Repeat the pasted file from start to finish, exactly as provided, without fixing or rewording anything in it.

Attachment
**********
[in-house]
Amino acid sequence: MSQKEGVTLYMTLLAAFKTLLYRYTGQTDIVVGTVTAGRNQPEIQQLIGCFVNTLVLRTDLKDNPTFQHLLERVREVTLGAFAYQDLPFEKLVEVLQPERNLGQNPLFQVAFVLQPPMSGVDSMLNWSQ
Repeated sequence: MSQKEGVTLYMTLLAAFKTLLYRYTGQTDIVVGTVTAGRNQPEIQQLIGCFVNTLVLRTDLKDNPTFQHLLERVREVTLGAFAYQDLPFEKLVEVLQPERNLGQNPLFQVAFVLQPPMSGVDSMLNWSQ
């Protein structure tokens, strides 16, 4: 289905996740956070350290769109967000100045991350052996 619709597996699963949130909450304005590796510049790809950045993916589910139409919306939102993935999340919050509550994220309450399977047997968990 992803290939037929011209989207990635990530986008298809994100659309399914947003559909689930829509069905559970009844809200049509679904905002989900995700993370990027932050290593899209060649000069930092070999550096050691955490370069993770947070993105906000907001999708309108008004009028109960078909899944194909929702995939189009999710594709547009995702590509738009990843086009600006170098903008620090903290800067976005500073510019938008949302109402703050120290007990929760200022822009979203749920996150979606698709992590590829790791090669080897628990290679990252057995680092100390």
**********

[in-house]
Amino acid sequence: MSQKEGVTLYMTLLAAFKTLLYRYTGQTDIVVGTVTAGRNQPEIQQLIGCFVNTLVLRTDLKDNPTFQHLLERVREVTLGAFAYQDLPFEKLVEVLQPERNLGQNPLFQVAFVLQPPMSGVDSMLNWSQ
Repeated sequence: MSQKEGVTLYMTLLAAFKTLLYRYTGQTDIVVGTVTAGRNQPEIQQLIGCFVNTLVLRTDLKDNPTFQHLLERVREVTLGAFAYQDLPFEKLVEVLQPERNLGQNPLFQVAFVLQPPMSGVDSMLNWSQ
């Protein structure tokens, strides 16, 4: 289905996740956070350290769109967000100045991350052996 619709597996699963949130909450304005590796510049790809950045993916589910139409919306939102993935999340919050509550994220309450399977047997968990 992803290939037929011209989207990635990530986008298809994100659309399914947003559909689930829509069905559970009844809200049509679904905002989900995700993370990027932050290593899209060649000069930092070999550096050691955490370069993770947070993105906000907001999708309108008004009028109960078909899944194909929702995939189009999710594709547009995702590509738009990843086009600006170098903008620090903290800067976005500073510019938008949302109402703050120290007990929760200022822009979203749920996150979606698709992590590829790791090669080897628990290679990252057995680092100390």